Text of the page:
Small Businesses Losing U.S. Deals; Size Standards Exceeded in Federal Contracts, GAO Finds

The Washington Times (Washington, DC), May 8, 2003 | Go to article overview

Small Businesses Losing U.S. Deals; Size Standards Exceeded in Federal Contracts, GAO Finds


Byline: Marguerite Higgins, THE WASHINGTON TIMES

Small businesses aren't winning as many lucrative contracts designated for them as the federal government has reported, a study by Congress' investigative arm has found.

About 11 percent of the 50,000 companies receiving contracts set aside for small businesses in fiscal 2001 exceeded the "small" standard defined by the government, according to the General Accounting Office.

The 5,341 larger companies posted $13.8 billion from the small-business contracts while earning $60.6 billion from open contracts.

The findings released this week cast doubt on the government's report of giving 22 percent of the $50 billion pie to small businesses in fiscal 2001, said Dave Cooper, director for acquisition and sourcing management at the GAO.

It also raises questions about future reports, he said.

Most of the size discrepancies are caused by companies not using the standards set by the Small Business Administration (SBA), Mr. Cooper said.

Government contracts may last up to 20 years, and a business considered small at the beginning of a contract may outgrow the definition during the term.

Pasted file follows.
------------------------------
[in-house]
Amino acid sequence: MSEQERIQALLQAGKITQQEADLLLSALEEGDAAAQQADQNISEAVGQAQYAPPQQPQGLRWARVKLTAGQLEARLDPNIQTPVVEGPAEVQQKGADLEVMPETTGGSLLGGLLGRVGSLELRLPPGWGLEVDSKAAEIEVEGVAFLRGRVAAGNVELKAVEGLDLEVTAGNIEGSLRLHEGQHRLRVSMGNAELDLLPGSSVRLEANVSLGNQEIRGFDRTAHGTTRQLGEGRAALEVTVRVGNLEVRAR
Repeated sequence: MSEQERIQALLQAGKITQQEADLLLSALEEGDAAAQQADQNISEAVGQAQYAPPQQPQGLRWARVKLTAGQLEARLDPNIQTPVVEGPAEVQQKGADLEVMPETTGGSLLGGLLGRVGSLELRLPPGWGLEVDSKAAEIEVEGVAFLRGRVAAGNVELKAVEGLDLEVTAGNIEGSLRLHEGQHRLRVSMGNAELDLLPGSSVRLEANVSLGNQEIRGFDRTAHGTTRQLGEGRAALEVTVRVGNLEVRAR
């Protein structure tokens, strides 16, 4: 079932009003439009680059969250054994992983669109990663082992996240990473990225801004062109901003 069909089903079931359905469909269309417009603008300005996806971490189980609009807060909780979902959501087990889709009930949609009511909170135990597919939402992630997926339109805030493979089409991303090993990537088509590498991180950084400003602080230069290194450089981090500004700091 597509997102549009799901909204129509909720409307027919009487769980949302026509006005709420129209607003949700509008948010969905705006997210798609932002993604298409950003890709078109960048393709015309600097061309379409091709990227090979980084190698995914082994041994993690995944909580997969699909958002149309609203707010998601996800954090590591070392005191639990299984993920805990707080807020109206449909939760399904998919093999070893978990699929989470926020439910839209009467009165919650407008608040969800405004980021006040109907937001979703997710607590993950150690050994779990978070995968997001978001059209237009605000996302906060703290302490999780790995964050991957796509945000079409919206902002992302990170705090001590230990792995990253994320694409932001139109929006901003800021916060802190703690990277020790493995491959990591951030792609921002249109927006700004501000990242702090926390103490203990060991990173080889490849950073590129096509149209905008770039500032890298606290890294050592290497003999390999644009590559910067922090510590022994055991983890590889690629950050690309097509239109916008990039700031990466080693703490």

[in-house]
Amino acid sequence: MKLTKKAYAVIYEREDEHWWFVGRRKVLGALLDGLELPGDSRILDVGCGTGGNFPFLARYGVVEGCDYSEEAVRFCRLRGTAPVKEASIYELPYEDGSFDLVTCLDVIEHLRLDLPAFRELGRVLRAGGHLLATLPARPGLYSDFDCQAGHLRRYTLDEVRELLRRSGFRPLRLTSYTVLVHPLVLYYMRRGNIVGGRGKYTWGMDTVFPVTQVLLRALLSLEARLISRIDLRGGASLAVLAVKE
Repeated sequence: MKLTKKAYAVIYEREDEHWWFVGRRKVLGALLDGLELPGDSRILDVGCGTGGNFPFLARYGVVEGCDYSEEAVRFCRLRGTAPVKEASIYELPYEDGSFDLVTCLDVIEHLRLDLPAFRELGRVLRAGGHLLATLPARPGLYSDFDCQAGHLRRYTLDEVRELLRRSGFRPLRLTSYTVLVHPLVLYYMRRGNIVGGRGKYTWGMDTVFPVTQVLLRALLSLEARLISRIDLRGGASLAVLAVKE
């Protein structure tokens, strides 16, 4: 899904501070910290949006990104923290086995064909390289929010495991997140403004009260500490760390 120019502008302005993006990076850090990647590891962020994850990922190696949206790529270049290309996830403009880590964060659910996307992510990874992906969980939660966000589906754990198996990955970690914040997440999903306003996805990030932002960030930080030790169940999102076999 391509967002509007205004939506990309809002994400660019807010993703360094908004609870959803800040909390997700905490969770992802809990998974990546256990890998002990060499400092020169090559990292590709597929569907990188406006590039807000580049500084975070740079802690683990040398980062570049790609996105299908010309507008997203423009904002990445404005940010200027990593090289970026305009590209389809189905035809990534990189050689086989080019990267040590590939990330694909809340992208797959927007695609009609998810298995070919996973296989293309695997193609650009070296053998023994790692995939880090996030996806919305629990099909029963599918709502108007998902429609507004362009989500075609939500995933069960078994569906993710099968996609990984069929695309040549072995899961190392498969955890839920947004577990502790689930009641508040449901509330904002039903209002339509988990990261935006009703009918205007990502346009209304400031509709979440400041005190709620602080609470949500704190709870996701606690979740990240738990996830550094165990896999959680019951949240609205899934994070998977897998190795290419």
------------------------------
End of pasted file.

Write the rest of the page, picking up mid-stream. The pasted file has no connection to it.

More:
Lawmakers said in a hearing yesterday that poor database systems and little enforcement of the contracting rules have caused much of the problem.

The SBA acknowledged at the hearing that its online database, Pro-Net, a directory of small businesses available for federal contracts, posts large businesses as well.

"But Pro-Net is meant to be a guide for contractors to search for small businesses in various industries," said Fred Armendariz, SBA associate deputy administrator for government contracting and business development.

Mr. Armendariz added that contracting officers are responsible for determining if a company is too large or is owned by a large corporation.

Size standards the SBA uses to classify small businesses have caused information discrepancies between agencies, resulting in small firms losing bids, said U. …

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